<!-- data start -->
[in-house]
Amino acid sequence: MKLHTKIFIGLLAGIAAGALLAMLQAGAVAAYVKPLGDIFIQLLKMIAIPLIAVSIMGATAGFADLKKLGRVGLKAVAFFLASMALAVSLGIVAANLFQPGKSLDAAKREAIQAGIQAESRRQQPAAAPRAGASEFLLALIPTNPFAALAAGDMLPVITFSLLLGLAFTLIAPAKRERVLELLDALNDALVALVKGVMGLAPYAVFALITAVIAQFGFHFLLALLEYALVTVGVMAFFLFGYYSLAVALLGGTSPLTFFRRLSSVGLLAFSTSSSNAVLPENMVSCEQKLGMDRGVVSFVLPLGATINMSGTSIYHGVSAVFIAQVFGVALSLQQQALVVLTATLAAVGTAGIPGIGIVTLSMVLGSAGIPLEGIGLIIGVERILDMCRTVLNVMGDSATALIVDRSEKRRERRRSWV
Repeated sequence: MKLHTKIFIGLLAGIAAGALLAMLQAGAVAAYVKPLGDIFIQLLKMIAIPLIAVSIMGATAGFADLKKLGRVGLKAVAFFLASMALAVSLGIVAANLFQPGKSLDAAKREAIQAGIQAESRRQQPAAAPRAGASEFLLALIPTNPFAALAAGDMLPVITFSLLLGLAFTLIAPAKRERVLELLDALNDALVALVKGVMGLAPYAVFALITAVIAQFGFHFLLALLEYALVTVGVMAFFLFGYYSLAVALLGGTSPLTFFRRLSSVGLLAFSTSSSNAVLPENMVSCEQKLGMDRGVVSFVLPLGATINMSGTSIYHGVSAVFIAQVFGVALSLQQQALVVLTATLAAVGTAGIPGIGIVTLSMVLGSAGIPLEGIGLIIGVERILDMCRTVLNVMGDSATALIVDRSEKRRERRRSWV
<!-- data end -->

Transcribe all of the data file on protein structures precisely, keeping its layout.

[in-house]
Amino acid sequence: MKLHTKIFIGLLAGIAAGALLAMLQAGAVAAYVKPLGDIFIQLLKMIAIPLIAVSIMGATAGFADLKKLGRVGLKAVAFFLASMALAVSLGIVAANLFQPGKSLDAAKREAIQAGIQAESRRQQPAAAPRAGASEFLLALIPTNPFAALAAGDMLPVITFSLLLGLAFTLIAPAKRERVLELLDALNDALVALVKGVMGLAPYAVFALITAVIAQFGFHFLLALLEYALVTVGVMAFFLFGYYSLAVALLGGTSPLTFFRRLSSVGLLAFSTSSSNAVLPENMVSCEQKLGMDRGVVSFVLPLGATINMSGTSIYHGVSAVFIAQVFGVALSLQQQALVVLTATLAAVGTAGIPGIGIVTLSMVLGSAGIPLEGIGLIIGVERILDMCRTVLNVMGDSATALIVDRSEKRRERRRSWV
Repeated sequence: MKLHTKIFIGLLAGIAAGALLAMLQAGAVAAYVKPLGDIFIQLLKMIAIPLIAVSIMGATAGFADLKKLGRVGLKAVAFFLASMALAVSLGIVAANLFQPGKSLDAAKREAIQAGIQAESRRQQPAAAPRAGASEFLLALIPTNPFAALAAGDMLPVITFSLLLGLAFTLIAPAKRERVLELLDALNDALVALVKGVMGLAPYAVFALITAVIAQFGFHFLLALLEYALVTVGVMAFFLFGYYSLAVALLGGTSPLTFFRRLSSVGLLAFSTSSSNAVLPENMVSCEQKLGMDRGVVSFVLPLGATINMSGTSIYHGVSAVFIAQVFGVALSLQQQALVVLTATLAAVGTAGIPGIGIVTLSMVLGSAGIPLEGIGLIIGVERILDMCRTVLNVMGDSATALIVDRSEKRRERRRSWV